I am looking forward to testing and tasting these different lettuces, as well as trying new strategies in lettuce growing and being more diligent in already familiar strategies, such as thinning.
To show you that I am not absolutely 100 percent obsessed with lettuce, my seed purchases this winter also included some merely interesting vegetables, such as the Spring Blush Snap Pea (a PINK snap pea) and Salt and Pepper Cucumber (a pale colored cucumber that just looked beautiful in the catalog photo).
I will also do some experimentation this year with onions, searching for a variety that grows well here and can be stored for months without rotting.
Nobility, Gunnison, Copra and Prince are the yellow onion varieties I have selected for their reported long storage capability. Starting onion seed indoors in late January and transplanting in mid-March was successful this past year, so that is how I will test these varieties. Unfortunately, it will be a full year before the true success (long storage) can be assessed.
Stay tuned…

Monday, December 20, 2010

Lettuce rejoice

The weather since my last post has been relatively warm, so I haven't been as obsessed with the lettuce survival. We are still eating the lettuce I picked more than a week ago, before the single digit lows, so I have had not need to get into the lettuce patch. However, a couple of days after the super low nights I opened the tunnels to take the blankets off of the lettuce to give it some sun and it all looked good. Hallelujah!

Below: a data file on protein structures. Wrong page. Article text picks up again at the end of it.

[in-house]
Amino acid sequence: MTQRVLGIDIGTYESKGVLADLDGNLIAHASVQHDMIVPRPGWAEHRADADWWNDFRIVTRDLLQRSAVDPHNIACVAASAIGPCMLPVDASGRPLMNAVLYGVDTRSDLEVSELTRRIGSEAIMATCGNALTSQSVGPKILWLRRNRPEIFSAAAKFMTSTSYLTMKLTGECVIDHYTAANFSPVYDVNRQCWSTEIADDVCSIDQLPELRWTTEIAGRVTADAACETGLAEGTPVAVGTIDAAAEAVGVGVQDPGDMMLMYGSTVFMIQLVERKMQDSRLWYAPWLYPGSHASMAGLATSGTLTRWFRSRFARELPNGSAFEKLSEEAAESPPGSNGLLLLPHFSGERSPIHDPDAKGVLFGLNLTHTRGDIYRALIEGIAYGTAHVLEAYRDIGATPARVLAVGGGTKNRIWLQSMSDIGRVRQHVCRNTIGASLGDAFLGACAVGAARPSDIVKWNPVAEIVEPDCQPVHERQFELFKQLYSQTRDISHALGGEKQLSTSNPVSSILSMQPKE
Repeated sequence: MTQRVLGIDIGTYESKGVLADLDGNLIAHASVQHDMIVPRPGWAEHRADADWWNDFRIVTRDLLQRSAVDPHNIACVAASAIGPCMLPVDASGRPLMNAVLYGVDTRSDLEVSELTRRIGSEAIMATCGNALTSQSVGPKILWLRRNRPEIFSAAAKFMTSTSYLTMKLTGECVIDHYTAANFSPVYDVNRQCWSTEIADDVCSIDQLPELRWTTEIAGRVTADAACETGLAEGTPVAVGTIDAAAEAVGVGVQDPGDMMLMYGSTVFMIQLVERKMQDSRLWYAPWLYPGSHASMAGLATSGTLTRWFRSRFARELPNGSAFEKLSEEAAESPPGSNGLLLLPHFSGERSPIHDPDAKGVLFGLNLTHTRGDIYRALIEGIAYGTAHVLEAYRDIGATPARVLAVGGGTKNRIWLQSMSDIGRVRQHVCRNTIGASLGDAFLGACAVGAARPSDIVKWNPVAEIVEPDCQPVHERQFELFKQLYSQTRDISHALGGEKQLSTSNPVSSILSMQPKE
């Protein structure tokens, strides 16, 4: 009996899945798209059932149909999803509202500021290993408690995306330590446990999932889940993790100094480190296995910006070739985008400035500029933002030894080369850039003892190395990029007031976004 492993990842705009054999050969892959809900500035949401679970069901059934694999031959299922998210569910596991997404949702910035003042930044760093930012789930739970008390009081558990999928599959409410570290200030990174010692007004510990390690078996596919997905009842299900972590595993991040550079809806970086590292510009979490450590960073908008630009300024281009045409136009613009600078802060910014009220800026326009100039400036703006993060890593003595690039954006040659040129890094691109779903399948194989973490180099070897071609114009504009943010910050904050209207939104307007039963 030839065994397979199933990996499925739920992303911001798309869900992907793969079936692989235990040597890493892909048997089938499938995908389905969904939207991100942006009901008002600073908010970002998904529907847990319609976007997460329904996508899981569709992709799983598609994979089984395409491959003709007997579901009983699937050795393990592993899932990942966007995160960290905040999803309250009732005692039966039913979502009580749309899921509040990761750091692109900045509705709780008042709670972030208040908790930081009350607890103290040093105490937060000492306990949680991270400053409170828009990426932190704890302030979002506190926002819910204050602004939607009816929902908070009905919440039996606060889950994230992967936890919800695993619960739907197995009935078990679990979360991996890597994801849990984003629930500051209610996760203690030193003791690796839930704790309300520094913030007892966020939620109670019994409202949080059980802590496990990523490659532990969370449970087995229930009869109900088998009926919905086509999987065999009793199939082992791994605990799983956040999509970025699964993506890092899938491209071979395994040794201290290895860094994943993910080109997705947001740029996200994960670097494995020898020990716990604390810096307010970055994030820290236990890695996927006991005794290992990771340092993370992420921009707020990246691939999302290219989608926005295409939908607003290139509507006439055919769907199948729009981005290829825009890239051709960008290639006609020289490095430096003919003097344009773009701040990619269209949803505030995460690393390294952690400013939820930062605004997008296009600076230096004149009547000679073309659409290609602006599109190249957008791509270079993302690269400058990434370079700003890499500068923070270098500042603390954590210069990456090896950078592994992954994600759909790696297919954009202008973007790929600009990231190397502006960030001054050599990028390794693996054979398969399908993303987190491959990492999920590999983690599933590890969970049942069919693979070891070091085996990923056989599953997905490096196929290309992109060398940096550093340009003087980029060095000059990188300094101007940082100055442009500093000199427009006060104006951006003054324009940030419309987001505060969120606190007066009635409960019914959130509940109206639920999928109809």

In a couple of days I will need to pick lettuce again, then we'll see what it's really like.
But tonight I am celebrating the Solstice, the return of the Sun.
Lettuce rejoice!

Monday, December 13, 2010

Lettuce watch again

The low hit 7 last night, but it never went below 29 in the lettuce patch. No buckets of hot water last night, but I put sheets over the tunnels to hold in the little bit of heat the lights produce. Just a few more days and we can see how it all works.
Yes, I know. I appear to be obsessed with lettuce. There are worse things.

Sunday, December 12, 2010

Lettuce watch, two

Snow thyme!
The wind is still blowing strong, but not roaring as loudly as it did last night. I don't hear the plastic rattling on the lettuce tunnels. The low last night hit 10 degrees Fahrenheit, but beneath the blanket inside the plastic tunnel it got no lower than 27 degrees. Lettuce can handle that.

Right now, about 1 p.m., it is sunny and 29 degrees. Inside the tunnel it is a toasty 50 degrees. The light snow that fell last night is still on the ground, although it is melting a bit where the sun hits the concrete on the porch.

They have revised the forecast downward, with a low of 0 degrees F tonight and 9 tomorrow night. Perhaps with a lighter wind I will be able to put the sheets over the tunnels and hold in the heat better.